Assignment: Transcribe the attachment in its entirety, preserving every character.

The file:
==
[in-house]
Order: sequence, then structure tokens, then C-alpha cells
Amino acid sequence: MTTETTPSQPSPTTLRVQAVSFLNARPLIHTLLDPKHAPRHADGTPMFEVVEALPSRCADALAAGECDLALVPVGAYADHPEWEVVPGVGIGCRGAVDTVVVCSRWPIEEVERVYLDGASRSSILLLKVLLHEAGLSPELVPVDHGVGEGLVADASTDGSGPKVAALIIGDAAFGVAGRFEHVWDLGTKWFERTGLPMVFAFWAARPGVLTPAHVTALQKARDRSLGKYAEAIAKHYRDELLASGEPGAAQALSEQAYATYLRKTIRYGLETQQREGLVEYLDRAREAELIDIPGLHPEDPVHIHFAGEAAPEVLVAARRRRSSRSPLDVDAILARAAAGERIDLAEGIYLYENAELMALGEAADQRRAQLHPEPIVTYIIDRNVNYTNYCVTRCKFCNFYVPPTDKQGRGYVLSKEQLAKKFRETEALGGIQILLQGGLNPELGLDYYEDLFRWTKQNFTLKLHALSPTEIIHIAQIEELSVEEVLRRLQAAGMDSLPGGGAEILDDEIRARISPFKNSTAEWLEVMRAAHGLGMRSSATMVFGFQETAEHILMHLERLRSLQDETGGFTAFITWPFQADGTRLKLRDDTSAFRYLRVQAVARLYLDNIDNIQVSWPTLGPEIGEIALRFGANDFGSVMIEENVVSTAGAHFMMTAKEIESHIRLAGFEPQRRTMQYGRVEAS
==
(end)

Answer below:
[in-house]
Order: sequence, then structure tokens, then C-alpha cells
Amino acid sequence: MTTETTPSQPSPTTLRVQAVSFLNARPLIHTLLDPKHAPRHADGTPMFEVVEALPSRCADALAAGECDLALVPVGAYADHPEWEVVPGVGIGCRGAVDTVVVCSRWPIEEVERVYLDGASRSSILLLKVLLHEAGLSPELVPVDHGVGEGLVADASTDGSGPKVAALIIGDAAFGVAGRFEHVWDLGTKWFERTGLPMVFAFWAARPGVLTPAHVTALQKARDRSLGKYAEAIAKHYRDELLASGEPGAAQALSEQAYATYLRKTIRYGLETQQREGLVEYLDRAREAELIDIPGLHPEDPVHIHFAGEAAPEVLVAARRRRSSRSPLDVDAILARAAAGERIDLAEGIYLYENAELMALGEAADQRRAQLHPEPIVTYIIDRNVNYTNYCVTRCKFCNFYVPPTDKQGRGYVLSKEQLAKKFRETEALGGIQILLQGGLNPELGLDYYEDLFRWTKQNFTLKLHALSPTEIIHIAQIEELSVEEVLRRLQAAGMDSLPGGGAEILDDEIRARISPFKNSTAEWLEVMRAAHGLGMRSSATMVFGFQETAEHILMHLERLRSLQDETGGFTAFITWPFQADGTRLKLRDDTSAFRYLRVQAVARLYLDNIDNIQVSWPTLGPEIGEIALRFGANDFGSVMIEENVVSTAGAHFMMTAKEIESHIRLAGFEPQRRTMQYGRVEAS